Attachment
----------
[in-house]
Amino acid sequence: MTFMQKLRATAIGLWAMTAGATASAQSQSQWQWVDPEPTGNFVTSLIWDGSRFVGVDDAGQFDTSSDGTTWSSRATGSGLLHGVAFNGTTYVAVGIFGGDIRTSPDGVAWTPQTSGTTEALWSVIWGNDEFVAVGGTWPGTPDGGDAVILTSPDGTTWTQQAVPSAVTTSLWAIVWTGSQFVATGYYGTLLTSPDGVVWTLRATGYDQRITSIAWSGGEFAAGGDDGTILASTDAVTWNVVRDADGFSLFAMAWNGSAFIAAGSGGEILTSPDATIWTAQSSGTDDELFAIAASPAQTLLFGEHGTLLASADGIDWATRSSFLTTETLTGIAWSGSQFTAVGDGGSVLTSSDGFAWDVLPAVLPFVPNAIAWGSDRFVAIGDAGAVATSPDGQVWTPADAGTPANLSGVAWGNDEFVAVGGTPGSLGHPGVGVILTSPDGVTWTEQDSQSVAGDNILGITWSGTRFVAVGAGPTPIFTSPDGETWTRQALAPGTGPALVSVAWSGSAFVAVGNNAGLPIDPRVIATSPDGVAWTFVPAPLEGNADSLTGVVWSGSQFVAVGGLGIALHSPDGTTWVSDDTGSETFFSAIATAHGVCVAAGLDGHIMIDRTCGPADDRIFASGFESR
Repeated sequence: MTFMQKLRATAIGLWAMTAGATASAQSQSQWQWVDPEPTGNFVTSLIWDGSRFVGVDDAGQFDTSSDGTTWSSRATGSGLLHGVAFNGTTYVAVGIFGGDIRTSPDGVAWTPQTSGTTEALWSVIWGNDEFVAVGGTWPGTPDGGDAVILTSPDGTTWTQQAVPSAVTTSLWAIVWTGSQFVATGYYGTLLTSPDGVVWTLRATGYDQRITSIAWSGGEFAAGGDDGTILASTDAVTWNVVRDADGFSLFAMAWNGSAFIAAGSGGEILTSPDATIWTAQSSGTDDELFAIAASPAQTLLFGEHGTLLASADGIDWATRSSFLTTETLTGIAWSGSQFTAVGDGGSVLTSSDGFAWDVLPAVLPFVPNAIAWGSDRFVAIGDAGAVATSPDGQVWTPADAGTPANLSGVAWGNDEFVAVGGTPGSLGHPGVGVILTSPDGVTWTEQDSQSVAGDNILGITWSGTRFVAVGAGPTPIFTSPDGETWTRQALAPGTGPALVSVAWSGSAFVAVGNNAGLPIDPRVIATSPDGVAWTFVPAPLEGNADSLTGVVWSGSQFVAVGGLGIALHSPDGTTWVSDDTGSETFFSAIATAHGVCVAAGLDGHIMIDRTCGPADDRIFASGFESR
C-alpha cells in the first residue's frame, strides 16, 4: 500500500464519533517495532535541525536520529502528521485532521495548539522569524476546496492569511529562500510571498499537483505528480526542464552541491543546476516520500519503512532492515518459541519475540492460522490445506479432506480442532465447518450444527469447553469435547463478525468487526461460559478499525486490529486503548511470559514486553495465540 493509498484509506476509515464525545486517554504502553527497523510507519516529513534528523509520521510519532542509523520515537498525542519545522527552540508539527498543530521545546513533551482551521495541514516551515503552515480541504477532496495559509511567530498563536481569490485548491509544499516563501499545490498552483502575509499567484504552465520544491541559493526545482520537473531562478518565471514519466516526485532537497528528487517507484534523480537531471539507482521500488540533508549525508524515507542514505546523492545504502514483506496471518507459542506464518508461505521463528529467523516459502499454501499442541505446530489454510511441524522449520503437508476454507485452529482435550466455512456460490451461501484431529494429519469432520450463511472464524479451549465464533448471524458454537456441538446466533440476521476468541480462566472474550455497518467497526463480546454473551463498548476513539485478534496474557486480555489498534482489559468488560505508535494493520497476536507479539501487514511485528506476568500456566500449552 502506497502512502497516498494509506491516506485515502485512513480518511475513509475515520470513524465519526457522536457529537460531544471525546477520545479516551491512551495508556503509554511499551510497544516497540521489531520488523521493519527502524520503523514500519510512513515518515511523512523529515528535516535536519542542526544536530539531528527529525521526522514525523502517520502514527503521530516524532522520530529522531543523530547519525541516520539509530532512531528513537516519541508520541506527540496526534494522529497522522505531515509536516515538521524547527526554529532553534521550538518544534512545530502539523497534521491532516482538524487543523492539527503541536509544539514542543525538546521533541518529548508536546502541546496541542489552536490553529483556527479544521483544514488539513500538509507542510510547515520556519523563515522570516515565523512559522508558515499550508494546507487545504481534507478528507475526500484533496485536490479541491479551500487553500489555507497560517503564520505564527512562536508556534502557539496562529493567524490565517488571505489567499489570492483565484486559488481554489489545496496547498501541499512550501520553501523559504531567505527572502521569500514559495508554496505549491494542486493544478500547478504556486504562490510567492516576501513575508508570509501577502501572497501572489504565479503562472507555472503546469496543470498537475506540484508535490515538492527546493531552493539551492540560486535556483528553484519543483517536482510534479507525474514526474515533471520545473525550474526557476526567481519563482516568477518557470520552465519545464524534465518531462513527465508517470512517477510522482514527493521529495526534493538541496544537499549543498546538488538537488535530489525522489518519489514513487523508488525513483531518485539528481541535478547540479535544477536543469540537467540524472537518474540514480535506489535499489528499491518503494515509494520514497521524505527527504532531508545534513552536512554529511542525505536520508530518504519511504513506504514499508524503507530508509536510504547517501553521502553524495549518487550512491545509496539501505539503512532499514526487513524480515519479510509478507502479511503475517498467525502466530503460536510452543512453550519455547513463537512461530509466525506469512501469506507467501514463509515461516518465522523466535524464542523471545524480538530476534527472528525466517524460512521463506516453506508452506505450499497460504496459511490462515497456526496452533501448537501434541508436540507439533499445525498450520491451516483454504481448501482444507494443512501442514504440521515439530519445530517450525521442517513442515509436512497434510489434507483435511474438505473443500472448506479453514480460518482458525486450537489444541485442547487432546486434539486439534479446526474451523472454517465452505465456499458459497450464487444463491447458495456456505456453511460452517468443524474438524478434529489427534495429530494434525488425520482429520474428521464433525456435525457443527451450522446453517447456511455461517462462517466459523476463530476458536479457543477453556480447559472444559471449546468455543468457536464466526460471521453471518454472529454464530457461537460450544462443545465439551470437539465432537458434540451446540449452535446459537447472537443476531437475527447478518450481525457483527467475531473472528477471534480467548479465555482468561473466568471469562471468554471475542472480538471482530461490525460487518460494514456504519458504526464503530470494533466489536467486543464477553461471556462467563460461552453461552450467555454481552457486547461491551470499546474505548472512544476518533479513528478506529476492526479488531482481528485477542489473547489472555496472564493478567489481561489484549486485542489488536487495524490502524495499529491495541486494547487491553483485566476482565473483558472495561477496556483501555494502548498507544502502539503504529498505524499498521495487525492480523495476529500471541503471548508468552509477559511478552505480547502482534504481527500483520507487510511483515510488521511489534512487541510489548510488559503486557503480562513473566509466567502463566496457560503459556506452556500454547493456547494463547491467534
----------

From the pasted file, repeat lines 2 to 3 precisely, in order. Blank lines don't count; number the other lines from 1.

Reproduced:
Amino acid sequence: MTFMQKLRATAIGLWAMTAGATASAQSQSQWQWVDPEPTGNFVTSLIWDGSRFVGVDDAGQFDTSSDGTTWSSRATGSGLLHGVAFNGTTYVAVGIFGGDIRTSPDGVAWTPQTSGTTEALWSVIWGNDEFVAVGGTWPGTPDGGDAVILTSPDGTTWTQQAVPSAVTTSLWAIVWTGSQFVATGYYGTLLTSPDGVVWTLRATGYDQRITSIAWSGGEFAAGGDDGTILASTDAVTWNVVRDADGFSLFAMAWNGSAFIAAGSGGEILTSPDATIWTAQSSGTDDELFAIAASPAQTLLFGEHGTLLASADGIDWATRSSFLTTETLTGIAWSGSQFTAVGDGGSVLTSSDGFAWDVLPAVLPFVPNAIAWGSDRFVAIGDAGAVATSPDGQVWTPADAGTPANLSGVAWGNDEFVAVGGTPGSLGHPGVGVILTSPDGVTWTEQDSQSVAGDNILGITWSGTRFVAVGAGPTPIFTSPDGETWTRQALAPGTGPALVSVAWSGSAFVAVGNNAGLPIDPRVIATSPDGVAWTFVPAPLEGNADSLTGVVWSGSQFVAVGGLGIALHSPDGTTWVSDDTGSETFFSAIATAHGVCVAAGLDGHIMIDRTCGPADDRIFASGFESR
Repeated sequence: MTFMQKLRATAIGLWAMTAGATASAQSQSQWQWVDPEPTGNFVTSLIWDGSRFVGVDDAGQFDTSSDGTTWSSRATGSGLLHGVAFNGTTYVAVGIFGGDIRTSPDGVAWTPQTSGTTEALWSVIWGNDEFVAVGGTWPGTPDGGDAVILTSPDGTTWTQQAVPSAVTTSLWAIVWTGSQFVATGYYGTLLTSPDGVVWTLRATGYDQRITSIAWSGGEFAAGGDDGTILASTDAVTWNVVRDADGFSLFAMAWNGSAFIAAGSGGEILTSPDATIWTAQSSGTDDELFAIAASPAQTLLFGEHGTLLASADGIDWATRSSFLTTETLTGIAWSGSQFTAVGDGGSVLTSSDGFAWDVLPAVLPFVPNAIAWGSDRFVAIGDAGAVATSPDGQVWTPADAGTPANLSGVAWGNDEFVAVGGTPGSLGHPGVGVILTSPDGVTWTEQDSQSVAGDNILGITWSGTRFVAVGAGPTPIFTSPDGETWTRQALAPGTGPALVSVAWSGSAFVAVGNNAGLPIDPRVIATSPDGVAWTFVPAPLEGNADSLTGVVWSGSQFVAVGGLGIALHSPDGTTWVSDDTGSETFFSAIATAHGVCVAAGLDGHIMIDRTCGPADDRIFASGFESR